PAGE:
My review of Yuri Possokhov?s new work for San Francisco Ballet, which premiered Wednesday, is now up on the Chronicle?s web site:

?The unimaginatively titled “Reflections” (snappy appellations have never been Possokhov’s strong suit) is an attempt at academicism for the 21st century. It is ambitious, bold, sometimes muddled and ultimately enjoyable. It closed a program that also found the Ballet in its finest hour with an exquisite performance of Balanchine’s “Square Dance.”

If a single quality typifies Possokhov’s small but steadily growing body of work, it is cinematic sweep, and “Reflections” is no exception. Working with Mendelssohn’s first symphony, Possokhov has found inspiration in Ingmar Bergman’s “Cries and Whispers,” though film buffs could be forgiven for missing the connection. The movie’s influence mostly manifests in Sandra Woodall’s striking black, white and red visual design — enhanced by towering mirrors in various arrangements — and in a mood of high drama that sometimes feels extrinsic to the music.

The ballet launches like Balanchine’s “Symphony in C” on Mars, with regimented lines of women and Kristin Long dashing through like a comet. The ladies wear corsets and pie-plate tutus that suggest a Space Age version of the naughty French maid outfit. They preen most alluringly with their backs arched deeply, hands saucily hugging hips.?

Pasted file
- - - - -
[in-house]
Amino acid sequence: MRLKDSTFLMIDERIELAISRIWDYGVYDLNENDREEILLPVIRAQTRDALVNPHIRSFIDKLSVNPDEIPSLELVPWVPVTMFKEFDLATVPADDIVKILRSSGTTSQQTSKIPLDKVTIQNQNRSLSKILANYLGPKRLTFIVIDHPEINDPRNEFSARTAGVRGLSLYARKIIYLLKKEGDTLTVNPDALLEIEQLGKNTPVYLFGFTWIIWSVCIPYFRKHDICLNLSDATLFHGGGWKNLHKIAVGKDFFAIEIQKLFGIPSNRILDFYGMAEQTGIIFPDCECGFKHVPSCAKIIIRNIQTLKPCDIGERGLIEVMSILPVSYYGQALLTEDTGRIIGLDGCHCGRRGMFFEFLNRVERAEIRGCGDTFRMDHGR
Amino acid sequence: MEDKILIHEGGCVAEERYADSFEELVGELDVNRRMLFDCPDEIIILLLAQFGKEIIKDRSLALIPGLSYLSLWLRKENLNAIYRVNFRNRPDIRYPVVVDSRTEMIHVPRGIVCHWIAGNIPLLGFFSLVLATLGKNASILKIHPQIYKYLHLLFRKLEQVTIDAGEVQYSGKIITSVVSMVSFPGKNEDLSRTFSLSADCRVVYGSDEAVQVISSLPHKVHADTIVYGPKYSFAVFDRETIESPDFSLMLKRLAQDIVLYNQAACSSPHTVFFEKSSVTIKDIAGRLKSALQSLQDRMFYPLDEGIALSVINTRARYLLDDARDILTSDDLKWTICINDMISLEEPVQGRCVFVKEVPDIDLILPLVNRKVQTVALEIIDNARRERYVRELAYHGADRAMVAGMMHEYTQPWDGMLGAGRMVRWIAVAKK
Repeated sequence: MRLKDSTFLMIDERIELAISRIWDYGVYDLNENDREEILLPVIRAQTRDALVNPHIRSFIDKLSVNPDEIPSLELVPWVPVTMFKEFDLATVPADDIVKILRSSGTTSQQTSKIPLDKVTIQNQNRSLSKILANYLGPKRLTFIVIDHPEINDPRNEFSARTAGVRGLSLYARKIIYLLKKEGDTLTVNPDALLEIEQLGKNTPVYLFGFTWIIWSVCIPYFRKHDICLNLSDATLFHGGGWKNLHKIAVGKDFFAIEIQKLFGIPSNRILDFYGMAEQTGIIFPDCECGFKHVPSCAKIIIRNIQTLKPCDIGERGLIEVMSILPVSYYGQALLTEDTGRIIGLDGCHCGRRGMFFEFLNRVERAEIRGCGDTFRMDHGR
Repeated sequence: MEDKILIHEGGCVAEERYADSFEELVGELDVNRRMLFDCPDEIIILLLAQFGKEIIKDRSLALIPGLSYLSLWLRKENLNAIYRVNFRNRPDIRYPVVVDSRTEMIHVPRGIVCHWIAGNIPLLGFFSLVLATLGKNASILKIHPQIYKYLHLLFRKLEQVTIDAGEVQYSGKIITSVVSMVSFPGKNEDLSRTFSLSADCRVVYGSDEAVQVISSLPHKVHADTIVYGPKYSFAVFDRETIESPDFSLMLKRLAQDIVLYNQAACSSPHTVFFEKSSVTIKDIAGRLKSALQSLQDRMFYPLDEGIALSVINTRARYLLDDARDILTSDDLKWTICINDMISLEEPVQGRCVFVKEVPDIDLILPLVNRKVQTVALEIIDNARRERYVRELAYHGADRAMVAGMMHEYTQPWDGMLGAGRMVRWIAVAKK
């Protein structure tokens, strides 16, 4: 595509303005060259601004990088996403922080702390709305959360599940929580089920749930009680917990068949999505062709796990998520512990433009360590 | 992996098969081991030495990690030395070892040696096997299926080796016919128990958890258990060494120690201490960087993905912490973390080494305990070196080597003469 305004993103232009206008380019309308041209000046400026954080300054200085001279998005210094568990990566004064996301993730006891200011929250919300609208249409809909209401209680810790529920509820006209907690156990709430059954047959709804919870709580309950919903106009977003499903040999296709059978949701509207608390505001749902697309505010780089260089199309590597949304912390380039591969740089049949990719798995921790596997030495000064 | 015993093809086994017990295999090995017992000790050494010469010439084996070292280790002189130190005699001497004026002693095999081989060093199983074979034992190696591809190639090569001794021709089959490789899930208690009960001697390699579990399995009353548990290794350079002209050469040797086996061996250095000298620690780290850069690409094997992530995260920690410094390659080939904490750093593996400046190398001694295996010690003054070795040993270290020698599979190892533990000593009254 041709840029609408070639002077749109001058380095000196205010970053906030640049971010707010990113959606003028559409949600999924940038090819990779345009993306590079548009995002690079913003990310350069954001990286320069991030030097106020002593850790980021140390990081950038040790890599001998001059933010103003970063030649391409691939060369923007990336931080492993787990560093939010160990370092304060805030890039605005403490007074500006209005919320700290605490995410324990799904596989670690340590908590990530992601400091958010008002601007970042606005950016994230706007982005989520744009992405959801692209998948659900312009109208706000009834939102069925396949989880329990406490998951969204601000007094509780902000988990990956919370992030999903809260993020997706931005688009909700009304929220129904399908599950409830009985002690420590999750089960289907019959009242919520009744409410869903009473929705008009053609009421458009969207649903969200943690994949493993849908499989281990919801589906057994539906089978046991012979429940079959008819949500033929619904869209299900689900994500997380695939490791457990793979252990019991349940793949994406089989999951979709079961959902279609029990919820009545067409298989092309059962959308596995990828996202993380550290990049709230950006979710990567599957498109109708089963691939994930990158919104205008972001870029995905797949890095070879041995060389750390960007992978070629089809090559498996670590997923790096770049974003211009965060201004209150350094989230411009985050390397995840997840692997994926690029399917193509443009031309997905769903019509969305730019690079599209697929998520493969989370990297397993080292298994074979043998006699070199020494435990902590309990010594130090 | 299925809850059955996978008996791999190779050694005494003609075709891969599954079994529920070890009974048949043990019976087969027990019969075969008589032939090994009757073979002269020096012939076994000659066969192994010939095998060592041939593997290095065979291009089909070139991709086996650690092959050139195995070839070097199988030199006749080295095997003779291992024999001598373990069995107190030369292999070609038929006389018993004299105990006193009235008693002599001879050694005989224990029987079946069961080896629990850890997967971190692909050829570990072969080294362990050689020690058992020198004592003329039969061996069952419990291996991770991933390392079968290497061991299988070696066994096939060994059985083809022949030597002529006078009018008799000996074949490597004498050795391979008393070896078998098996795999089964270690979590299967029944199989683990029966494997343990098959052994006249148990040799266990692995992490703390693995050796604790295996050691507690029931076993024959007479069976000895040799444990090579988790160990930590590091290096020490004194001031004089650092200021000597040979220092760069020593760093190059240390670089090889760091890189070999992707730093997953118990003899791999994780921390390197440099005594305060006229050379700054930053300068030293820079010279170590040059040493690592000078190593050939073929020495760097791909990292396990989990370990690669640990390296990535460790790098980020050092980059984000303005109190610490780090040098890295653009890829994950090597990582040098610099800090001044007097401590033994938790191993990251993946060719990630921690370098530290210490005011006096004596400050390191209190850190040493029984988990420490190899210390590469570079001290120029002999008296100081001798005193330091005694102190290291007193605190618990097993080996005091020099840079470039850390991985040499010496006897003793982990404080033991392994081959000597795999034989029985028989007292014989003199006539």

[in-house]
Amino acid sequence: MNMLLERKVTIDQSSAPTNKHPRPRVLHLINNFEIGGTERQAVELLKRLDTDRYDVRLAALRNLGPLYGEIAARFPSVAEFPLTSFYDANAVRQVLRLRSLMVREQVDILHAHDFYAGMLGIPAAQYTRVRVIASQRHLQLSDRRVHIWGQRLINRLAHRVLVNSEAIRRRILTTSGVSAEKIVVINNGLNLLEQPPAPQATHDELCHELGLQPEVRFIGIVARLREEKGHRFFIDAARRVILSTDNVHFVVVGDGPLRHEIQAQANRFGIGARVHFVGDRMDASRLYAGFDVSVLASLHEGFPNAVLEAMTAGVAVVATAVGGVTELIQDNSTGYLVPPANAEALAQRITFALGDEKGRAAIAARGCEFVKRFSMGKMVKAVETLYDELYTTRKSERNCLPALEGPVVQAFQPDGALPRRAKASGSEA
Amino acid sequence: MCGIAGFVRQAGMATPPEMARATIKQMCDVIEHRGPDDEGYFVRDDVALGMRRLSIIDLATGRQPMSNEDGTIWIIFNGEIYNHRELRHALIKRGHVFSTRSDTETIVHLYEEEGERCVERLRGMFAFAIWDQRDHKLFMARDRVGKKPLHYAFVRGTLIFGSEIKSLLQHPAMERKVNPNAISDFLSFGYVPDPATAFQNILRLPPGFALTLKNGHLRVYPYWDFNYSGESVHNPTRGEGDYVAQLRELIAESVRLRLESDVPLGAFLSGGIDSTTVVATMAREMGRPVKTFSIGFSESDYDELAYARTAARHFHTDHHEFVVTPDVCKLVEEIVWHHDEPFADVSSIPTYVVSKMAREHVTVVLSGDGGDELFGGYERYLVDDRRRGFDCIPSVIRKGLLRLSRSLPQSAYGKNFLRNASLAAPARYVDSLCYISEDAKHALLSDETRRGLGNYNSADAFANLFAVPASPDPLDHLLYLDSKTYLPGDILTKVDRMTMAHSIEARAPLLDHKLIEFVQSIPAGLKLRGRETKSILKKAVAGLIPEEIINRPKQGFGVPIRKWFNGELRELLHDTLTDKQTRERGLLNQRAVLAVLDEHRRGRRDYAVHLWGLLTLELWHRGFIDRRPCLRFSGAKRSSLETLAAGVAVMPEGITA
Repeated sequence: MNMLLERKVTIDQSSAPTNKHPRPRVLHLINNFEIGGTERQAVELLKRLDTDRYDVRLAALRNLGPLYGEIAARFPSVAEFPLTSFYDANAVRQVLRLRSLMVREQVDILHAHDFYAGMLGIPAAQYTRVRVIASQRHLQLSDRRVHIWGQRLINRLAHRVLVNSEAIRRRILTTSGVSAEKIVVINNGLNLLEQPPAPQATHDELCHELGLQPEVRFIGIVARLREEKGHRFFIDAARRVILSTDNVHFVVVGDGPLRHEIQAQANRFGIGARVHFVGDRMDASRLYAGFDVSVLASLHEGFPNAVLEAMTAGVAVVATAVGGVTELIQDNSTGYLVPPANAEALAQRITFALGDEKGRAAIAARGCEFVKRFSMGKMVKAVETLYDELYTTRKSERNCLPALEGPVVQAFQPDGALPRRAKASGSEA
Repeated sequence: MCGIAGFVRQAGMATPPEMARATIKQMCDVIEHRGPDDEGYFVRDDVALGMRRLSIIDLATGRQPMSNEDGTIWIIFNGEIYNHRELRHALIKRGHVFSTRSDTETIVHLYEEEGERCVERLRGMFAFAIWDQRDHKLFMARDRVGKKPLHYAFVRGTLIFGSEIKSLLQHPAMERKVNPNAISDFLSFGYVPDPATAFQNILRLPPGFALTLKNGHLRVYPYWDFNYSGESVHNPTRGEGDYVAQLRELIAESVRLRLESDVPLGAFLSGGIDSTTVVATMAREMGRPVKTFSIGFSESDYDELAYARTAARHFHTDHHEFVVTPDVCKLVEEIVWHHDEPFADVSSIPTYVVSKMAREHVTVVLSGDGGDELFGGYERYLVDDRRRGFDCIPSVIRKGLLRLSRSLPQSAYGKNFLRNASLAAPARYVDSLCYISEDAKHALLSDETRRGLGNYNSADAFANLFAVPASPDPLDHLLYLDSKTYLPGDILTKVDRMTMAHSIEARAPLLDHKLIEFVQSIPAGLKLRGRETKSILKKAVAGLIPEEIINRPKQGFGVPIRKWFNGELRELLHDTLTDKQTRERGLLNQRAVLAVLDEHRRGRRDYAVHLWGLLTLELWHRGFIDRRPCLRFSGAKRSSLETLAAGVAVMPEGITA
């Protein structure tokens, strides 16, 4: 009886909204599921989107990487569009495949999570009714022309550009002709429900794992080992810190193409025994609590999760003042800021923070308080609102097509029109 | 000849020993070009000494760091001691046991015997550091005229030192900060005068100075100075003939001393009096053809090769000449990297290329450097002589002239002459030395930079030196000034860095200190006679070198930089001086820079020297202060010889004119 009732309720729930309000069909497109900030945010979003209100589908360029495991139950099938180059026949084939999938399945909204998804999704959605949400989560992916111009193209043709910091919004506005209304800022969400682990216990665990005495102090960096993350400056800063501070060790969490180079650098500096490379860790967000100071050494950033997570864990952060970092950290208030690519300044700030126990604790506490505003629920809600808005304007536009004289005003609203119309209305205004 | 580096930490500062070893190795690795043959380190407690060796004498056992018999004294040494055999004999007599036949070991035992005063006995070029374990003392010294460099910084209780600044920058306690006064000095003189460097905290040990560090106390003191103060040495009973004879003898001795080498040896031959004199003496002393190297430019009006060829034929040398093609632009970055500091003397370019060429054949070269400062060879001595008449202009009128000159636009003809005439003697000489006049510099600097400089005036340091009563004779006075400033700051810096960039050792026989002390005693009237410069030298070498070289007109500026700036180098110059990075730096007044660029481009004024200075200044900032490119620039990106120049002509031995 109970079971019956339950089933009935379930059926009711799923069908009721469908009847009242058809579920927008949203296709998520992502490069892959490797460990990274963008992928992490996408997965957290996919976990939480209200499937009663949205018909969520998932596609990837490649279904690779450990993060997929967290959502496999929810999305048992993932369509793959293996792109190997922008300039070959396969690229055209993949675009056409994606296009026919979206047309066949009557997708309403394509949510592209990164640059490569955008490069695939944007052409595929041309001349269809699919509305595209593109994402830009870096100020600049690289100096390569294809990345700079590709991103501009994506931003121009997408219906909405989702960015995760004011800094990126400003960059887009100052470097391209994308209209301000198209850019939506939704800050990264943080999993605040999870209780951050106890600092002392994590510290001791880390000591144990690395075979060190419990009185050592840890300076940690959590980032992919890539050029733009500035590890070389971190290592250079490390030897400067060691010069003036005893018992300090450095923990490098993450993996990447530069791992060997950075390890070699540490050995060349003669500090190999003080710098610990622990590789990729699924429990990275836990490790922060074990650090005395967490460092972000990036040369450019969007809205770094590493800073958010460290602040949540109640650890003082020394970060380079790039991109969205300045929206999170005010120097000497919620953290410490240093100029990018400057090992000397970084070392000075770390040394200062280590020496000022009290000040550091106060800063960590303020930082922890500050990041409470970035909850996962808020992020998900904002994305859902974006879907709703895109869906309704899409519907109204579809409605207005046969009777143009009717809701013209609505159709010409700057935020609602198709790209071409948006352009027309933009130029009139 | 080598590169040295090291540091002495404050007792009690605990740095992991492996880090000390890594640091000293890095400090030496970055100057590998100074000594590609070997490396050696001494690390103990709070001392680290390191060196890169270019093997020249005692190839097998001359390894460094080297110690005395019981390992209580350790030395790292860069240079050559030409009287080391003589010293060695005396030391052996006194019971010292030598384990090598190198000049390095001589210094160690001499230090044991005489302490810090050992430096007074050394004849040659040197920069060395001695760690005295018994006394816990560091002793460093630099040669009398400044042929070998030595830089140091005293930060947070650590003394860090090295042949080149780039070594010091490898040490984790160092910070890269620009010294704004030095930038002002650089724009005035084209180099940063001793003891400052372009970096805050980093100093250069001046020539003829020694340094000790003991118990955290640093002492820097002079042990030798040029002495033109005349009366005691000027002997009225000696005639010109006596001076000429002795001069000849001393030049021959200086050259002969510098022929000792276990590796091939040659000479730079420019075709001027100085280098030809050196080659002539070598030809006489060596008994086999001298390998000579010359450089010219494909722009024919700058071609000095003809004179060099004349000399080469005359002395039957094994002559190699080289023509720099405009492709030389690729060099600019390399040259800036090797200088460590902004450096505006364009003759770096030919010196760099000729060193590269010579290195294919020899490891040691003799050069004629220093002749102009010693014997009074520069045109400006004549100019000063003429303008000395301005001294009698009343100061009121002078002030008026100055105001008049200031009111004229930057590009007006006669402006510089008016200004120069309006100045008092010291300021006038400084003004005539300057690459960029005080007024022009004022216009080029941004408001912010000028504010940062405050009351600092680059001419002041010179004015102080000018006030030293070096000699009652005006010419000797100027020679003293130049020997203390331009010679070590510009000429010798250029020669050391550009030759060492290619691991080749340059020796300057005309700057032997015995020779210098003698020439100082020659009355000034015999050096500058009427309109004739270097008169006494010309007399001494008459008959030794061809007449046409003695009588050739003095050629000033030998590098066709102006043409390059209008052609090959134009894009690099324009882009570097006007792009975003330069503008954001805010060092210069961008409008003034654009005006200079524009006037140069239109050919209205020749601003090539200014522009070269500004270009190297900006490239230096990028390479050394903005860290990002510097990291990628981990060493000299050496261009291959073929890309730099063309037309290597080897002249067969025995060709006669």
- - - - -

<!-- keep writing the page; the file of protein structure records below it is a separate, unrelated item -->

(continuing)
Equally newsworthy Wednesday evening was the pairing of Tina LeBlanc and Gonzalo Garcia in “Square Dance”:

“Tina LeBlanc was once again sparkling as the lead female, powering quick footwork with a mastery that brought giggles of delight from smitten onlookers. Gonzalo Garcia has danced the lead male role before, and yet his rendition of the adagio solo struck as a revelation. The part is famously challenging, not so much technically taxing as emotionally exposed. Garcia immersed himself — solemn, pensive, vulnerable.

But more exciting than the individual performances was the incredible partnership developing before our eyes. LeBlanc, one of the company’s veteran ballerinas, has forged an improbable chemistry with her younger consort.”

Check out the full review–with photo of the magisterial Muriel Maffre–in the paper.

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